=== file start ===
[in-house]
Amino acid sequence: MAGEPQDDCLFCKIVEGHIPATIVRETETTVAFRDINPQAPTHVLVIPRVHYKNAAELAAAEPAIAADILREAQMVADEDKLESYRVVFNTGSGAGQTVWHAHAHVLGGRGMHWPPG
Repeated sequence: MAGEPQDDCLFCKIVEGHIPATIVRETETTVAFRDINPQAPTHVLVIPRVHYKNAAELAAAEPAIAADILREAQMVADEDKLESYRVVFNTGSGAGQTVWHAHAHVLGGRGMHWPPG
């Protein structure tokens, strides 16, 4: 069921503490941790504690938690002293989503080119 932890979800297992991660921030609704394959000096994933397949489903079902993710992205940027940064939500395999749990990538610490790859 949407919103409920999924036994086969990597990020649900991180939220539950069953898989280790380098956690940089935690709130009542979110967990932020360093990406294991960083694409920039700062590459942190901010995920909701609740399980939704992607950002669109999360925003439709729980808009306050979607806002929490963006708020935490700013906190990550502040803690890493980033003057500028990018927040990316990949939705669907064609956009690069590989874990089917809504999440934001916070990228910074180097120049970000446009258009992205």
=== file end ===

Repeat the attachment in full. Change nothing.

[in-house]
Amino acid sequence: MAGEPQDDCLFCKIVEGHIPATIVRETETTVAFRDINPQAPTHVLVIPRVHYKNAAELAAAEPAIAADILREAQMVADEDKLESYRVVFNTGSGAGQTVWHAHAHVLGGRGMHWPPG
Repeated sequence: MAGEPQDDCLFCKIVEGHIPATIVRETETTVAFRDINPQAPTHVLVIPRVHYKNAAELAAAEPAIAADILREAQMVADEDKLESYRVVFNTGSGAGQTVWHAHAHVLGGRGMHWPPG
């Protein structure tokens, strides 16, 4: 069921503490941790504690938690002293989503080119 932890979800297992991660921030609704394959000096994933397949489903079902993710992205940027940064939500395999749990990538610490790859 949407919103409920999924036994086969990597990020649900991180939220539950069953898989280790380098956690940089935690709130009542979110967990932020360093990406294991960083694409920039700062590459942190901010995920909701609740399980939704992607950002669109999360925003439709729980808009306050979607806002929490963006708020935490700013906190990550502040803690890493980033003057500028990018927040990316990949939705669907064609956009690069590989874990089917809504999440934001916070990228910074180097120049970000446009258009992205």